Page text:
When the iconic Concorde was spotted for the final time at Heathrow Airport in October 2003, the supersonic air travel time had reportedly come to an end.
When Concorde first burst onto the aviation scene in the year 1976 it certainly made an impact. With speeds of Mach 2, travelling on Concorde reduced the duration of the journey from London to New York to just three hours – less than half of the typical flying time compared to the subsonic aircraft.
High-profile businesspeople and wealthy passengers flocked to experience Concorde’s unrivalled speed and luxury service and the jet quickly became an exclusive experience that many would aspire to.
However, hit by increasing fuel costs that surpassed profit and a restriction on the routes the aircraft could travel due to the jet’s noise levels, after more than 25 years of service, Concorde was no longer a viable investment.
The high-profile accident of Air France’s Concorde Flight 4590 in 2000, that killed 113 people as it was leaving Charles de Gaulle Airport in Paris also took its toll. Up until that point, Concorde had enjoyed an impeccable security record and was regarded to be among the most secure aircraft in the world.
After investigations revealed that the aircraft had slammed into debris that was on the runway during take-off, and caused one of the tyres to rupture and puncture the fuel tank, changes were implemented. These included Kevlar lining for the fuel tanks as well as specially designed burst-resistant tyres.
However, this did not make a huge difference . In 2003, the dwindling number of passengers triggered by the Paris crash and the 9/11 terrorist attacks caused Concorde’s owners, Air France and British Airways, to simultaneously announce they would be retiring the aircraft in the coming year.
A few attempts were made to revive Concorde. However, the operating costs as well as the limited number of passengers and a rising demand for cheaper travel, along with Airbus pulling its support of maintenance, eventually resulted in supersonic travel was to be firmly filed away behind museum doors.
Between 2003 and the late 2010s, little changed within the realm of supersonic aircraft. The growing demand for planes that could carry more passengers and burn fuel economically meant that there was no demand to develop modern-day Concorde equivalent.
However, in 2019, all that had changed after a brand new race for supersonic jets capable of flying faster than sound started to build momentum.
A spate of start-ups with varying levels of ambition were aiming to bring about a new era for supersonic air travel. One of them is Boom – a Denver-based company which, after only five years of operation the company, had raised $141 million from investors in order to build 55-seat aircrafts that could fly at double the speed of sound. But with one key differentiator from Concorde that is the competitive rates for passengers.
Boom announces that its Overture jet is scheduled to roll off production lines from 2025 and is expected to travel at Mach 1.7 (slightly below Concorde’s Mach 2.04) – more than twice the speed of the fastest commercial aircraft of today.
Virgin Atlantic – a company that is known for its investments in the future of air travel and a keen advocate of Concorde – was the first to sign an agreement with Boom in 2016, agreeing to partner with the company in the construction and test its aircrafts.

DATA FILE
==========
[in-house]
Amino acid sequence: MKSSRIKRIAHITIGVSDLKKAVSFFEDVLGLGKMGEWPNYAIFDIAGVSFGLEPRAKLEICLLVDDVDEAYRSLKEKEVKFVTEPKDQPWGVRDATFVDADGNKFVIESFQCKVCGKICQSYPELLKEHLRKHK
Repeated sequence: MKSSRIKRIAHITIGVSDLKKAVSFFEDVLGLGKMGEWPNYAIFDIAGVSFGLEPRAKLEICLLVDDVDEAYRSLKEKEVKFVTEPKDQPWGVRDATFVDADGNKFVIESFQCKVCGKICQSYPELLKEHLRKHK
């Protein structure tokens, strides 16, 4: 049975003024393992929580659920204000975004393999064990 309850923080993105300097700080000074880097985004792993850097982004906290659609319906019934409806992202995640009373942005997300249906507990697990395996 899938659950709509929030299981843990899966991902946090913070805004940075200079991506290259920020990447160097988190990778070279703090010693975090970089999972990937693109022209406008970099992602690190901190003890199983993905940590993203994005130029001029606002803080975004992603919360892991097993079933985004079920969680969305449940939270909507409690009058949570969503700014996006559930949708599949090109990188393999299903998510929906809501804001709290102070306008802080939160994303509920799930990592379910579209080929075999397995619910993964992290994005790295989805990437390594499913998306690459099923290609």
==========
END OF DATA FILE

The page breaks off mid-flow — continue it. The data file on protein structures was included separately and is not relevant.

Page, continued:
In the past, two more operators, United Airlines and American Airlines have made orders for Boom for 15 and 20 aircraft respectively. It is evident that the demand for ultrasonic travel has returned. What’s changed, and why are carriers eager to offer the option of supersonic travel once again?
Some of this is answered by Boom’s founder, Blake Scholl. With no background in aerospace, Scholl set about researching how to resurrect supersonic flight after giving up looking for someone else who could fulfil his goal of being able to fly on Concorde one day.
In the course of making plans for his start-up Scholl’s studies discovered that operating costs were the most important factor to successfully restoring supersonic travel. He stated:
“Concorde was too expensive to operate, so few people could afford to fly on it. Using Wikipedia, I ran the numbers to work out what I would have to do to make it economically feasible. It turns out the answer is to make the fuel efficiency 30% better. So, I went and read some aerospace textbooks, and took a design class, and started to meet everyone I could find in the industry. I told them to shoot holes in my ideas. Eventually, people started to say, ‘this actually makes sense’ – so we started a company.”
Concorde, while luxurious, was renowned for having a very small cabin, which meant conditions for passengers were cramped. Boom’s aircraft will tackle this by installing wide seats, big windows and allowing ample space for relaxation and work.
While the experience of passengers flying supersonic aircraft is being improved but there aren’t exact figures for how much passengers will have to pay for fly aboard Boom’s Overture aircraft, and this could be a chink in Boom’s finely crafted armour.
With business travel taking a backseat because of the pandemic and leisure tourism flourishing, it remains be seen whether supersonic aircraft will be the game changer it promises to the aviation industry. In the meantime, those who hope for an opportunity to return to the excitement of supersonic travel are not deterred.
Supporting opinion Supersonic air travel will come back. Read more Supersonic travel will come back.
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